Eswatini king accuses protesters of using children

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Tensions are rising in the Kingdom of eSwatini but King Mswati III is nowhere to be seen.
Tensions are rising in the Kingdom of eSwatini but King Mswati III is nowhere to be seen.
JINTY JACKSON/Gally Images
  • King Swati III said it was wrong for thugs and drunkards to use children for their "ulterior and devilish motives".
  • King Mswati III has ruled Eswatini, formerly known as Swaziland, since 1986.
  • At the root of all the protesters' demands is an insistence on democratic reform.


The King of Eswatini, Africa's last absolute monarchy, on Friday accused pro-democracy demonstrators of depriving children of education after they joined protests this month.

School students have been boycotting classes and staging low-key protests across the landlocked southern African kingdom, prompting the deployment of soldiers and police.

Children "have been deprived of their opportunity to education by these so called pro-democracy people", said King Mswati III, addressing reporters after a hospital inauguration outside the capital Mbabane.

He blasted:

It is wrong for thugs and drunkards to use them to achieve their ulterior and devilish motives.

The internet was throttled earlier on Friday as images of the protests circulated on social and traditional media, including pictures of two people who said they had been injured by gunshots fired by security forces.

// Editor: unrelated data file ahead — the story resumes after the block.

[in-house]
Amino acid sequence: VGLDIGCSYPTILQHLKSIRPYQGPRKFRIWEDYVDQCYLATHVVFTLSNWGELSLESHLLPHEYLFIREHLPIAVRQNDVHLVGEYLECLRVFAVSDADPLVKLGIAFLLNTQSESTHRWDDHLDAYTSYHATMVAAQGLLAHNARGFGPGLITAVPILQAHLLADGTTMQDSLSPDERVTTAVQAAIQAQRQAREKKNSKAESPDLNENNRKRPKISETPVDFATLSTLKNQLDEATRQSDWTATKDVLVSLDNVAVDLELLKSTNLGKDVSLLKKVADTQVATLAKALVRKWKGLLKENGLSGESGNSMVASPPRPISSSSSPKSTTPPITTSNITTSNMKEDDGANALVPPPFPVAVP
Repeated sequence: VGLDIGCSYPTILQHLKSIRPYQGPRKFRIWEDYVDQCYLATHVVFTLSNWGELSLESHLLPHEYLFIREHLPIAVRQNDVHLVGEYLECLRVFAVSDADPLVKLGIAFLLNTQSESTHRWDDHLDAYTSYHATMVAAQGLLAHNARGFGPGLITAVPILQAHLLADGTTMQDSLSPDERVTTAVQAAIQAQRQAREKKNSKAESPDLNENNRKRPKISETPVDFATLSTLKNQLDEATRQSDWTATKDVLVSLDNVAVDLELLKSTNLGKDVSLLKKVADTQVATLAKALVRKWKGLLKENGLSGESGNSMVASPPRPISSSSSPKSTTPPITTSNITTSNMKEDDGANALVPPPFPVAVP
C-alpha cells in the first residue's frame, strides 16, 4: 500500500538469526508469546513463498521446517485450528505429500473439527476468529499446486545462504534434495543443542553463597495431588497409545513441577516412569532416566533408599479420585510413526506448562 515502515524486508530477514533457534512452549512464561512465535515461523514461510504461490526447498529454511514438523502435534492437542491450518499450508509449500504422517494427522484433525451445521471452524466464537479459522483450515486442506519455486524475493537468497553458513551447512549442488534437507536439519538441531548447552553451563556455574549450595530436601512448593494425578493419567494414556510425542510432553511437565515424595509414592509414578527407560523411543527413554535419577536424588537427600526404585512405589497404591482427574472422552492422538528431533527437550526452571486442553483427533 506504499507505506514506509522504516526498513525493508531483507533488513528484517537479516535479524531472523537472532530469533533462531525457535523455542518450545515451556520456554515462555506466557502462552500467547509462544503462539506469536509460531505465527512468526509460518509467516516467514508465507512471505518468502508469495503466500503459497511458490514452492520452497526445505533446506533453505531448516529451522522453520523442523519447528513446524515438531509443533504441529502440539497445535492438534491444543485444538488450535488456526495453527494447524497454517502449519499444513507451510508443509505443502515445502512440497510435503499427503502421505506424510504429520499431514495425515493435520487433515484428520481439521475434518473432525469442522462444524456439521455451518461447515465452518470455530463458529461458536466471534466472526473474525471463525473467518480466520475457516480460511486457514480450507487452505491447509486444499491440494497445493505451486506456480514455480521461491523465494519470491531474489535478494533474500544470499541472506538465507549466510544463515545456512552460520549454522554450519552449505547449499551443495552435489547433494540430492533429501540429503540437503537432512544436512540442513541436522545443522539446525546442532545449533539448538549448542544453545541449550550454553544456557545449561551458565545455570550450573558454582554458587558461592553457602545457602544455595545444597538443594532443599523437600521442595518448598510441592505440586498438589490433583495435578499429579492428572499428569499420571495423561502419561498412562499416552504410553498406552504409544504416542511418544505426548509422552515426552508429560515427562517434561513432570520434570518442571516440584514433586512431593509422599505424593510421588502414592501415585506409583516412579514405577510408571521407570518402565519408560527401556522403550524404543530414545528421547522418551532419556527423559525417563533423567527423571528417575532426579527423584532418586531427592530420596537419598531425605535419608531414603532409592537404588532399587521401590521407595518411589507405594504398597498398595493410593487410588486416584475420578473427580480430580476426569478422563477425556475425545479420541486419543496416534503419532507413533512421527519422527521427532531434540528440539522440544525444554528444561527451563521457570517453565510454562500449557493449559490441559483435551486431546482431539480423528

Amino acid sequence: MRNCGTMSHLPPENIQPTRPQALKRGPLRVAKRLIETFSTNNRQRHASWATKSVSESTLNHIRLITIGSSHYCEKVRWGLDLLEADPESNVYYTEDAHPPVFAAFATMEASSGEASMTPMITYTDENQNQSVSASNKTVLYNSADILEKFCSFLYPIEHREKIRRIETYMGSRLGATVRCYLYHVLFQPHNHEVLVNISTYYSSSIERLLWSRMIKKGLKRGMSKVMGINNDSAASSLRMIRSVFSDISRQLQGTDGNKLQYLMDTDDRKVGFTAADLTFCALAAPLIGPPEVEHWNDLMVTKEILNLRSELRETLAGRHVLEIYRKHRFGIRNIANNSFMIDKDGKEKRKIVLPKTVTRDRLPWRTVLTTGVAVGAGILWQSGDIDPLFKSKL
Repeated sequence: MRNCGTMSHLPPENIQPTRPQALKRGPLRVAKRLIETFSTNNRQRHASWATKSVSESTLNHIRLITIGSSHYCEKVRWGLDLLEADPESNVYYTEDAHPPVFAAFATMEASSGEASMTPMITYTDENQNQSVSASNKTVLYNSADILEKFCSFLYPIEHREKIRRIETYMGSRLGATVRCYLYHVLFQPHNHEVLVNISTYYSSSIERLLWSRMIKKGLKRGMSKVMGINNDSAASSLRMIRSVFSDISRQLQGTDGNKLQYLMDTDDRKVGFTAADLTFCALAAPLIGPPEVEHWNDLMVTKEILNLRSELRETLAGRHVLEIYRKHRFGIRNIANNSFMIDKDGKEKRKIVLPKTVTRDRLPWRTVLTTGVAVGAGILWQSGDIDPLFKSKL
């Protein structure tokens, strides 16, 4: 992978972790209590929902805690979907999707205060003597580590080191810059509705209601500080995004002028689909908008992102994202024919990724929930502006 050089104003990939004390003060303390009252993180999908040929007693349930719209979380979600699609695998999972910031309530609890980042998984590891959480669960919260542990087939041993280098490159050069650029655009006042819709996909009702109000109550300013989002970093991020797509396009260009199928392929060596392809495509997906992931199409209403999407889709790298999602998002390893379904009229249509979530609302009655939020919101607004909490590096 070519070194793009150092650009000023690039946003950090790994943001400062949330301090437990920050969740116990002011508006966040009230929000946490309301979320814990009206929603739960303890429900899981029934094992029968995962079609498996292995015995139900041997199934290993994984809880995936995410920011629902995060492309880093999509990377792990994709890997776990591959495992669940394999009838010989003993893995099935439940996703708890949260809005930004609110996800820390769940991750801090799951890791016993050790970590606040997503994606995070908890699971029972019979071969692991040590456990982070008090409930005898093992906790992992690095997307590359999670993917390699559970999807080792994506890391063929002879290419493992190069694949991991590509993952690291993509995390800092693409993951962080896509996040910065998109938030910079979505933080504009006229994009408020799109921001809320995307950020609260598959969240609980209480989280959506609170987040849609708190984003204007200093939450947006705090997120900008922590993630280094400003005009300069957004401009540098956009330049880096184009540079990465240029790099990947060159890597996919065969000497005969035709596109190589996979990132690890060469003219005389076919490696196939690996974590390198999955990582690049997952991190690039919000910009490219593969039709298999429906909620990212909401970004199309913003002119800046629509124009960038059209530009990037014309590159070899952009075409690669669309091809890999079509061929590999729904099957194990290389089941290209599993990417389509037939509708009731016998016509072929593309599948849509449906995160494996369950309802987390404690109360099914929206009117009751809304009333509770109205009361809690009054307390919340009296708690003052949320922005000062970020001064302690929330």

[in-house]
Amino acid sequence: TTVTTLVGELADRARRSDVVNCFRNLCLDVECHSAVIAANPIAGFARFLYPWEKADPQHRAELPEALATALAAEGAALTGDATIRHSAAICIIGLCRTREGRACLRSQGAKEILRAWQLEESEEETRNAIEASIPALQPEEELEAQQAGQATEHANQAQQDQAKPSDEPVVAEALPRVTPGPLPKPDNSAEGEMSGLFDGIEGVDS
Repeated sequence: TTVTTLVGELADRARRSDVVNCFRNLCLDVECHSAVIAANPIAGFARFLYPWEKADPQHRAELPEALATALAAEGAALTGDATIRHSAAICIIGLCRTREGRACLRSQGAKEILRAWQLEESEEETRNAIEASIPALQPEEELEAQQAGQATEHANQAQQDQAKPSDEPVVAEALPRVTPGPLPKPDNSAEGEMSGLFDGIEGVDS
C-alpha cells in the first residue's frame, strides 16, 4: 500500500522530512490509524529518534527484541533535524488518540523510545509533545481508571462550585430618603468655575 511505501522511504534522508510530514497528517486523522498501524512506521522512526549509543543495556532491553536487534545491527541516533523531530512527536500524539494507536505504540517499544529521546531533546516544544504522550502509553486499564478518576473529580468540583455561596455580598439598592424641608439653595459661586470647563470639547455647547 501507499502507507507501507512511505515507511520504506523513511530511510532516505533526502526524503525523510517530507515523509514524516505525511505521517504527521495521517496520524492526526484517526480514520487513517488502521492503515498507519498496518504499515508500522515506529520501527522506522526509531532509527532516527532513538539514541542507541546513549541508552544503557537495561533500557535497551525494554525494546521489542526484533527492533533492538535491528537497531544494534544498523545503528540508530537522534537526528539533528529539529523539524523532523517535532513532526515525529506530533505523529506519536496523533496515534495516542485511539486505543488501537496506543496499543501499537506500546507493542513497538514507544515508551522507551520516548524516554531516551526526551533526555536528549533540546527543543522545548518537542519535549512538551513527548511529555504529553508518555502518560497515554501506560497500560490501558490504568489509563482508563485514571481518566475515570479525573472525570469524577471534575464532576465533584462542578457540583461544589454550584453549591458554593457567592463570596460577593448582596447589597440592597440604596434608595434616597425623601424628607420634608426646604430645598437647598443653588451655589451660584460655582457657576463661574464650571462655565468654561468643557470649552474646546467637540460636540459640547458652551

King Mswati III has ruled Eswatini, formerly known as Swaziland, since 1986.

READ | Eswatini police shoot protester dead during clashes

He owns shares in all of the country's telecoms, and is criticised for living a lavish lifestyle in one of the world's poorest countries.

He is also accused of stifling political parties.

Unions, opposition parties, student groups and private commuter bus operators have joined the latest protests over the past two weeks.

Protesters have also closed roads leading to all borders in the tiny, landlocked nation. Soldiers were seen on the streets in main cities.

The United Nations has expressed concern about the unrest, particularly over the involvement of youth and school children.

The latest demonstrations have mainly called for the release of two lawmakers arrested during pro-democracy protests earlier this year.

Civil society and opposition groups took to the streets in the largest cities Manzini and Mbabane in June, looting shops and ransacking business properties.

At least 28 people died as police clashed with protesters in some of the worst unrest in the southern African country's history. The latest fatality came Wednesday.

At the root of all the protesters' demands is an insistence on democratic reform.

"The ostrich mentality by the dictatorship is shameful to say the least," said Wonder Mkhonza, general secretary of the Amalgamated Trade Union of Swaziland.

"The ruling elites are hell-bent on taking the whole country down with them and they will pay for their actions," he told AFP.


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